Nick and the Candlestick

By Sylvia Plath 1932–1963 Sylvia Plath
I am a miner. The light burns blue.   
Waxy stalactites
Drip and thicken, tears

The earthen womb
Exudes from its dead boredom.   
Black bat airs

Wrap me, raggy shawls,   
Cold homicides.
They weld to me like plums.

Old cave of calcium   
Icicles, old echoer.
Even the newts are white,

Those holy Joes.
And the fish, the fish—
Christ! they are panes of ice,

A vice of knives,   
A piranha   
Religion, drinking

Its first communion out of my live toes.   
The candle
Gulps and recovers its small altitude,

Its yellows hearten.
O love, how did you get here?   
O embryo

Remembering, even in sleep,   
Your crossed position.   
The blood blooms clean

In you, ruby.   
The pain
You wake to is not yours.

Love, love,
I have hung our cave with roses,   
With soft rugs—

The last of Victoriana.   
Let the stars
Plummet to their dark address,

Let the mercuric   
Atoms that cripple drip   
Into the terrible well,

You are the one
Solid the spaces lean on, envious.   
You are the baby in the barn.

Sylvia Plath, “Nick and the Candlestick” from Collected Poems. Copyright © 1960, 1965, 1971, 1981 by the Estate of Sylvia Plath. Editorial matter copyright © 1981 by Ted Hughes. Used by permission of HarperCollins Publishers.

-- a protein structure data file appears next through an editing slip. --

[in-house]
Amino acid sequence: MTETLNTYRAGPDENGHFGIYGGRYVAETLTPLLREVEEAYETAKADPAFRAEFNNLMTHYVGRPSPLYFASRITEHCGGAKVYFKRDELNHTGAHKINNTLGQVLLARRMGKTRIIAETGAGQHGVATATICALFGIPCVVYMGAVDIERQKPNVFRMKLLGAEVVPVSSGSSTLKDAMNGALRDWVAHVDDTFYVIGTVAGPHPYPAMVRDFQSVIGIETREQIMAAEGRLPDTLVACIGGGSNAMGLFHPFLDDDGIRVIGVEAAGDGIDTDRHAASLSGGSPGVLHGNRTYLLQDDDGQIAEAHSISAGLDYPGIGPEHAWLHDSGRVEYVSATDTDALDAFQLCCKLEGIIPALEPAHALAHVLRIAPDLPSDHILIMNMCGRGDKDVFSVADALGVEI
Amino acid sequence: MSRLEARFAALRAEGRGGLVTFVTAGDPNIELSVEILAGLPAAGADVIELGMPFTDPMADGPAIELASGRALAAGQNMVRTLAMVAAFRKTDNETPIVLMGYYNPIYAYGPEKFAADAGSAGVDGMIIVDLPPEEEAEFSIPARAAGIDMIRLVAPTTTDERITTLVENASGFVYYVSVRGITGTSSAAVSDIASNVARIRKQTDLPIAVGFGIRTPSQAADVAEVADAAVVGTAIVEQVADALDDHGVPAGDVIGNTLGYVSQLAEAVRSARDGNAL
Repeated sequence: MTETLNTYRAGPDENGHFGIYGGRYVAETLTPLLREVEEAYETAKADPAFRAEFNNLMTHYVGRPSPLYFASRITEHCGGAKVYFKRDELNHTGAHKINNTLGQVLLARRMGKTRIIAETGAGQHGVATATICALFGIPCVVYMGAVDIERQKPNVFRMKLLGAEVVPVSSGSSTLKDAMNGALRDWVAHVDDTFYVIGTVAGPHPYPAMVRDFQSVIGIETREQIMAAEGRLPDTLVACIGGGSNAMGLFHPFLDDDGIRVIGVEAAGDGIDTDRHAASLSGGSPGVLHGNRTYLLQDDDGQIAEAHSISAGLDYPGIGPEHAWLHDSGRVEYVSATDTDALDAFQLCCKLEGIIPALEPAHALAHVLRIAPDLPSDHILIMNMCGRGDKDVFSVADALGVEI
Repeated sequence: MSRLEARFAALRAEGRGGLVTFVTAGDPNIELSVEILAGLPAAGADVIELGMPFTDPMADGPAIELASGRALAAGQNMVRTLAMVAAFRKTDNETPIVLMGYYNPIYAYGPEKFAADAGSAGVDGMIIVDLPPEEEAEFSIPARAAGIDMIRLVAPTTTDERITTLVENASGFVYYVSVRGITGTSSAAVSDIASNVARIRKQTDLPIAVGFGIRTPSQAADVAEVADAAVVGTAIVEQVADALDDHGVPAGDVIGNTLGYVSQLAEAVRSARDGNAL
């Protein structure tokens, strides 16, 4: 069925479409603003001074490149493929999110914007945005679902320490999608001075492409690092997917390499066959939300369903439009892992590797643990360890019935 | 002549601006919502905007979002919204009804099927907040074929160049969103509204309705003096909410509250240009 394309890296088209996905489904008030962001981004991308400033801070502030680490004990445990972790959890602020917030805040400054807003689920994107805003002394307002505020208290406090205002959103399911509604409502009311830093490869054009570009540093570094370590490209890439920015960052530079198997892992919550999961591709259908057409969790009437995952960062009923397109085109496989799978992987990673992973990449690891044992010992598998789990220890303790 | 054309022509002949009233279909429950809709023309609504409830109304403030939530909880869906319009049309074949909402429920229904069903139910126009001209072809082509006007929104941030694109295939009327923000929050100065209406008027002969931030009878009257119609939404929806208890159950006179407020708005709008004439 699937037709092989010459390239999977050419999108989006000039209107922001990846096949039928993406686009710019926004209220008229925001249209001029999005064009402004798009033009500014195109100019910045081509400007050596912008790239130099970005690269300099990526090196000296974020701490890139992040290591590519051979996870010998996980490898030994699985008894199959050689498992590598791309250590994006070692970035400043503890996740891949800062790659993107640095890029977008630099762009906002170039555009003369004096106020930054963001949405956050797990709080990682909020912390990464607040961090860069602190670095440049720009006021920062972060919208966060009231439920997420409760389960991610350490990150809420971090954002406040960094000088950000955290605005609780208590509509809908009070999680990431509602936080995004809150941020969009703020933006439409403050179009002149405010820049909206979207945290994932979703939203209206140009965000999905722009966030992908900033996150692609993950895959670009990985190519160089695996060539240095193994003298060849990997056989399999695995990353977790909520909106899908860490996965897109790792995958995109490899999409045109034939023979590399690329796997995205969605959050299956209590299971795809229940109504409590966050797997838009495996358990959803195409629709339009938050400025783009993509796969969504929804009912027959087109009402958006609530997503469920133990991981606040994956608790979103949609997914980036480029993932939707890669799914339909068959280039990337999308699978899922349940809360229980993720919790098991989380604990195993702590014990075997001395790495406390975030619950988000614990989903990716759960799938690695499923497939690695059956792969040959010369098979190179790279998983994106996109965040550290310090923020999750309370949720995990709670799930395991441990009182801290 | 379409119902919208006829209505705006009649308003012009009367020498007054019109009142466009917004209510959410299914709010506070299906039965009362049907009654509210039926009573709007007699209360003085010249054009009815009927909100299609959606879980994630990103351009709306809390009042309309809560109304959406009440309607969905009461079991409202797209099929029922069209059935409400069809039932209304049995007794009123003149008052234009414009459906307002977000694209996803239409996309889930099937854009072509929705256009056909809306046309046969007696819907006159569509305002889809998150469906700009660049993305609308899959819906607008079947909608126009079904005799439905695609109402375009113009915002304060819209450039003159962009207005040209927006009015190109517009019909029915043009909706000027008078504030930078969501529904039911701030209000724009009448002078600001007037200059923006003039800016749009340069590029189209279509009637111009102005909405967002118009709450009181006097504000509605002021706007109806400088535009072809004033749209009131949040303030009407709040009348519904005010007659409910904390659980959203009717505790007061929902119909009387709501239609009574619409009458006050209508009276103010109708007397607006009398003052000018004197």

Source: Collected Poems (HarperCollins Publishers Inc, 1992)

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Poet Sylvia Plath 1932–1963

SCHOOL / PERIOD Confessional

Subjects Relationships, Social Commentaries

Poetic Terms Free Verse, Confessional

 Sylvia  Plath

Biography

Sylvia Plath was one of the most dynamic and admired poets of the twentieth century. By the time she took her life at the age of thirty, Plath already had a following in the literary community. In the ensuing years her work attracted the attention of a multitude of readers, who saw in her singular verse an attempt to catalogue despair, violent emotion, and obsession with death. In the New York Times Book Review, Joyce Carol . . .

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Poem Categorization

SUBJECT Relationships, Social Commentaries

SCHOOL / PERIOD Confessional

Poetic Terms Free Verse, Confessional

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Originally appeared in Poetry magazine.

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